Also thanks to his partnership with the demon there are also plenty of other more powers available to unlock, some add to the sword masters repertoire, others add more mystical powers. It is here that the game does become a little cumbersome as to trigger these moves requires either a double tap in a specific direction followed by a trigger button or easier but still a little annoying a directional swipe on the touchpad before unleashing with another shoulder button. It does take time to remember all the combinations and it does get frustrating at times as you really do need these powers, some becoming mandatory at certain points just to survive like the shields, casting with the left hand and leaving the right to use another weapon, dealing with large crowds with relative ease.

With the majority of weapons being picked up as the story progresses, all of the special powers and skills are unlocked by either earning Karma by keeping your killing skills interesting or by collecting Ki Crystals. Via the menu system you can scroll between Ki powers and skills that will help keep Wang alive that little bit longer. Even the weapons you collect are upgradable with cash collected; adding more to what could have been a straight forward shooter and encouraging the player to wander around to find hidden areas. As though essentially a corridor shooter like the games this was based on, the lands you visit have a very open feel to them, not only allowing plenty of space to dish out the pain but they also hide plenty secrets to uncover but this does come with its own problem in that at times it is hard to work out where to go next, with mission statements being quite vague, leaving you to wander around until you stumble across a missed key card, hidden temple, a random enemy waiting to be killed or a pathway that just looked like the background.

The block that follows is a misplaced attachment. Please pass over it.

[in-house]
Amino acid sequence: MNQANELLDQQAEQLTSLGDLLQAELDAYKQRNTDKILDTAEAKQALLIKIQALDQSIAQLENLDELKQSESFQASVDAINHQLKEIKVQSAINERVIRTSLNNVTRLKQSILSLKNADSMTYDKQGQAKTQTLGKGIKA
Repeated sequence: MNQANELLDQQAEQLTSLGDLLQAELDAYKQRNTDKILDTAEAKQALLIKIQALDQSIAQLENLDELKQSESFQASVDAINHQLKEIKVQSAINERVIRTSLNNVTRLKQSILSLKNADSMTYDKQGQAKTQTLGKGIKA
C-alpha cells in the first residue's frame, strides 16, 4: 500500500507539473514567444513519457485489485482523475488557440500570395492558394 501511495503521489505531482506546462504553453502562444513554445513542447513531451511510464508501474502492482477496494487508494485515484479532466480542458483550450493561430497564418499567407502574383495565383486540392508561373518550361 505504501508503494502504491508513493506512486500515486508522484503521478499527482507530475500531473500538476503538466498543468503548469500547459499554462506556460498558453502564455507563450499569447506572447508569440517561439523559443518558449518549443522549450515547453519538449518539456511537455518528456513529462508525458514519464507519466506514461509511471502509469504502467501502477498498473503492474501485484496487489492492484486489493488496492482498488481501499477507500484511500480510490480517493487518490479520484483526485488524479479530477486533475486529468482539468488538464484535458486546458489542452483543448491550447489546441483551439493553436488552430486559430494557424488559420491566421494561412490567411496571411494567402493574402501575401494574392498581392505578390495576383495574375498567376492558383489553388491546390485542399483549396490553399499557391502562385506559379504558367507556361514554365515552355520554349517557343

Visually the game is wonderful to look at a play and aside from the poor opening cinematic the game itself looks fantastic, having a very polished arcade shooter feel to it, everything looking sparkly and new, ready for you to riddle with bullets.

For a game that is not nearly as well remembered as the likes of Doom or Duke Nukem this remake/reboot is far stronger than their remakes, keeping the same appalling humour but really upping the action, keeping more in line with modern shooters whilst keeping faithful to its heritage.

For all of the games touting to be the best, it has taken an old game with a new sheen to give me some of the most fun I have had with a first person shooter for a long time, story be dammed (though it is fun enough), it is all about killing various demons with a huge array of deadly weapons, just one word of warning, it may be tempting but do not kill too many rabbits.

Words by Ash Buchanan.

(Version Tested: PS4)

Pros

+ Fast and smooth action
+ Plenty of replay value
+ Loads of powers and skill to unlock
+ Perfect example of classic FPS action updated the right way

Cons

- Enemies get a bit repetitive

Edited On 23 Oct, 2014

Comments
( 2 )
Zombieflamingo's avatar
Zombieflamingo 2 years ago
Was tempted to get this a few times on the PC when it was on sale. It does look quite fun.
Loli-Nox-Tan's avatar
Loli-Nox-Tan 2 years ago
Get the original first since it will make you appreciate this version more